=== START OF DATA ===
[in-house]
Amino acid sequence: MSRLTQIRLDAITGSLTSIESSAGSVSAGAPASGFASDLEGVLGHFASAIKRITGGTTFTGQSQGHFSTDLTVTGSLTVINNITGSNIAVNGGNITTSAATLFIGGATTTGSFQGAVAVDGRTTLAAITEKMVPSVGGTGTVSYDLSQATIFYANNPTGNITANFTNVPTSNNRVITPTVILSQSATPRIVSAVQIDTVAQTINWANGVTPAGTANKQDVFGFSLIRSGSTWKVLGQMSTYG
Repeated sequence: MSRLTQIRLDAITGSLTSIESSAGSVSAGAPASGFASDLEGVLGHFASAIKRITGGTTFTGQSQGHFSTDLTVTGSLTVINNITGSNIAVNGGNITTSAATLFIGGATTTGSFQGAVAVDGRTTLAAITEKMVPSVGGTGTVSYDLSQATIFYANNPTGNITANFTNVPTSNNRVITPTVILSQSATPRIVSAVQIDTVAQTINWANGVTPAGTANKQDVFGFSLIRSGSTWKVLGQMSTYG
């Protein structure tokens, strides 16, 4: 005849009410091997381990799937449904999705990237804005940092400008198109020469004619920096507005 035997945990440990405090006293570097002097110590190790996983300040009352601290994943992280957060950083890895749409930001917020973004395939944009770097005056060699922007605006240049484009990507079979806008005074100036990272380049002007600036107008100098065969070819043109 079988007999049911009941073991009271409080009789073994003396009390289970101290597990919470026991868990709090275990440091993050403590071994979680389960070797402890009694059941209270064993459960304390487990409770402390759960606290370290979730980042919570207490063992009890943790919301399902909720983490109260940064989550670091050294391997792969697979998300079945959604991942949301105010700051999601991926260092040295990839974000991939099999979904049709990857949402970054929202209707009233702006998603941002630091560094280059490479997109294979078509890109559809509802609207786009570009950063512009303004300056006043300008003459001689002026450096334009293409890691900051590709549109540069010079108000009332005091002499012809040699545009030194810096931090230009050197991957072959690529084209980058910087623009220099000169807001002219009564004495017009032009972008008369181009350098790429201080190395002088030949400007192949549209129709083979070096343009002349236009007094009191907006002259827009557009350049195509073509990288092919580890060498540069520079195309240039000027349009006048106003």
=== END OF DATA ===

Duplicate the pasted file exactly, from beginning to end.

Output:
[in-house]
Amino acid sequence: MSRLTQIRLDAITGSLTSIESSAGSVSAGAPASGFASDLEGVLGHFASAIKRITGGTTFTGQSQGHFSTDLTVTGSLTVINNITGSNIAVNGGNITTSAATLFIGGATTTGSFQGAVAVDGRTTLAAITEKMVPSVGGTGTVSYDLSQATIFYANNPTGNITANFTNVPTSNNRVITPTVILSQSATPRIVSAVQIDTVAQTINWANGVTPAGTANKQDVFGFSLIRSGSTWKVLGQMSTYG
Repeated sequence: MSRLTQIRLDAITGSLTSIESSAGSVSAGAPASGFASDLEGVLGHFASAIKRITGGTTFTGQSQGHFSTDLTVTGSLTVINNITGSNIAVNGGNITTSAATLFIGGATTTGSFQGAVAVDGRTTLAAITEKMVPSVGGTGTVSYDLSQATIFYANNPTGNITANFTNVPTSNNRVITPTVILSQSATPRIVSAVQIDTVAQTINWANGVTPAGTANKQDVFGFSLIRSGSTWKVLGQMSTYG
């Protein structure tokens, strides 16, 4: 005849009410091997381990799937449904999705990237804005940092400008198109020469004619920096507005 035997945990440990405090006293570097002097110590190790996983300040009352601290994943992280957060950083890895749409930001917020973004395939944009770097005056060699922007605006240049484009990507079979806008005074100036990272380049002007600036107008100098065969070819043109 079988007999049911009941073991009271409080009789073994003396009390289970101290597990919470026991868990709090275990440091993050403590071994979680389960070797402890009694059941209270064993459960304390487990409770402390759960606290370290979730980042919570207490063992009890943790919301399902909720983490109260940064989550670091050294391997792969697979998300079945959604991942949301105010700051999601991926260092040295990839974000991939099999979904049709990857949402970054929202209707009233702006998603941002630091560094280059490479997109294979078509890109559809509802609207786009570009950063512009303004300056006043300008003459001689002026450096334009293409890691900051590709549109540069010079108000009332005091002499012809040699545009030194810096931090230009050197991957072959690529084209980058910087623009220099000169807001002219009564004495017009032009972008008369181009350098790429201080190395002088030949400007192949549209129709083979070096343009002349236009007094009191907006002259827009557009350049195509073509990288092919580890060498540069520079195309240039000027349009006048106003």